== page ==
I took the rascal, his knees knocking under him, straight to the ordinary where the English merchants chiefly forgathered. A dozen of them sat over a bowl of punch, when the door was opened and I kicked my Guy Fawkes inside. I may have misjudged them, but I thought every eye looked furtive as they saw my prisoner.

"Gentlemen," said I, "I restore you your property. This is a penitent thief who desires to make a confession."

My pistol was at his temple, the powder was round his neck, and he must have seen a certain resolution in my face. Anyhow, sweating and quaking, he blurted out his story, and when he offered to halt I made rings with the barrel on the flesh of his neck.

"It is a damned lie," cried one of them, a handsome, over-dressed fellow who had been conspicuous for his public insolence towards me.

"Nay," said I, "our penitent's tale has the note of truth. One word to you, gentlemen. I am hospitably inclined, and if any one of you will so far honour me as to come himself instead of dispatching his servant, his welcome will be the warmer. I bid you good-night and leave you this fellow in proof of my goodwill. Keep him away from the candle, I pray you, or you will all go to hell before your time."

That was the end of my worst troubles, and presently my lading was finished and my store replenished. Then came the time for the return sailing, and the last enterprise of my friends was to go off without my three vessels. But I got an order from the Governor, delivered readily but with much profanity, to the commander of the frigates to delay till the convoy was complete. I breathed more freely as I saw the last hulls grow small in the estuary. For now, as I reasoned it out, the planters must begin to compare my prices with the Englishmen's, and must come to see where their advantage lay.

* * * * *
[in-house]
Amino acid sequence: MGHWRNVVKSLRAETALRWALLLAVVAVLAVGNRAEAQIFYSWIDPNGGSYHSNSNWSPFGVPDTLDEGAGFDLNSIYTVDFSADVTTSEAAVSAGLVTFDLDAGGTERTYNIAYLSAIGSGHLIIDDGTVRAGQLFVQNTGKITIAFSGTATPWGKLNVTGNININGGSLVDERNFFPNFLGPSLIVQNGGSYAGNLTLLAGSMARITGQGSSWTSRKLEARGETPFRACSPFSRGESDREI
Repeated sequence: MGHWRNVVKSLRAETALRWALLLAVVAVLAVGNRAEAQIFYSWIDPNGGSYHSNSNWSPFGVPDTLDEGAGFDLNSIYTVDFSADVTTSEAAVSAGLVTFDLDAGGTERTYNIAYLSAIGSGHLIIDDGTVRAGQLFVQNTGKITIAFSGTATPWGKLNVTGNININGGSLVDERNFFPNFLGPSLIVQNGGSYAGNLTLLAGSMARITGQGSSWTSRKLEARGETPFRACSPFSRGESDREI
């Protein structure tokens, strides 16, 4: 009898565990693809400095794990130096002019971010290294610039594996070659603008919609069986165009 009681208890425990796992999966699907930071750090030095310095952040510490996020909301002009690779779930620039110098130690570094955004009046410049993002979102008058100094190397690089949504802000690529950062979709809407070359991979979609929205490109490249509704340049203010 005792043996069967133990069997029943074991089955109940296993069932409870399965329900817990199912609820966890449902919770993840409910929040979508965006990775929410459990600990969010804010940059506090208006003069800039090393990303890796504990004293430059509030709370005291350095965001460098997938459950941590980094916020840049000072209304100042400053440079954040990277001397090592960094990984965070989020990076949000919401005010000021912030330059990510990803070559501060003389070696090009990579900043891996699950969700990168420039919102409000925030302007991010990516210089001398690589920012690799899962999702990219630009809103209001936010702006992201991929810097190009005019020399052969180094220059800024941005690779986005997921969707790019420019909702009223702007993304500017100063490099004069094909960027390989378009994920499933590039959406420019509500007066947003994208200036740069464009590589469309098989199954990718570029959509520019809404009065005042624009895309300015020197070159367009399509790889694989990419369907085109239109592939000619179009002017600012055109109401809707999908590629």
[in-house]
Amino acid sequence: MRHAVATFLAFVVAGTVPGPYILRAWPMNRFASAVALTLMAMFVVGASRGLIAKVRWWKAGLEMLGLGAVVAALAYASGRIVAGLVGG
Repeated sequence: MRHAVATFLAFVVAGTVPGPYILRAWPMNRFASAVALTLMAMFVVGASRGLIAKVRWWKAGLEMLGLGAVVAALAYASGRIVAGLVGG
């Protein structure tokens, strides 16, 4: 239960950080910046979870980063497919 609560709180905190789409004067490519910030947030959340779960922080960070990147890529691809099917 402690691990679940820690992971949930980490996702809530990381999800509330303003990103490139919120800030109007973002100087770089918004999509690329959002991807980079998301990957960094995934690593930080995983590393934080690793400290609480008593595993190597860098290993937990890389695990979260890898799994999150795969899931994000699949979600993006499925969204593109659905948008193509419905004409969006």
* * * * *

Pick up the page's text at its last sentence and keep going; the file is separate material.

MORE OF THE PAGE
But I had counted my chickens too soon, and was to be woefully disappointed. At that time all the coast of America from New England to the Main was infested by pirate vessels. Some sailed under English letters of marque, and preyed only on the shipping of France, with whom we were at war. Some who had formed themselves into a company called the Brethren of the Coast robbed the Spanish treasure-ships and merchantmen in the south waters, and rarely came north to our parts save to careen or provision. They were mostly English and Welsh, with a few Frenchmen, and though I had little to say for their doings, they left British ships in the main unmolested, and were welcomed as a godsend by our coast dwellers, since they smuggled goods to them which would have been twice the cost if bought at the convoy markets. Lastly, there were one or two horrid desperadoes who ravaged the seas like tigers. Such an one was the man Cosh, and that Teach, surnamed Blackbeard, of whom we hear too much to-day. But, on the whole, we of Virginia suffered not at all from these gentlemen of fortune, and piracy, though the common peril of the seas, entered but little into the estimation of the merchants.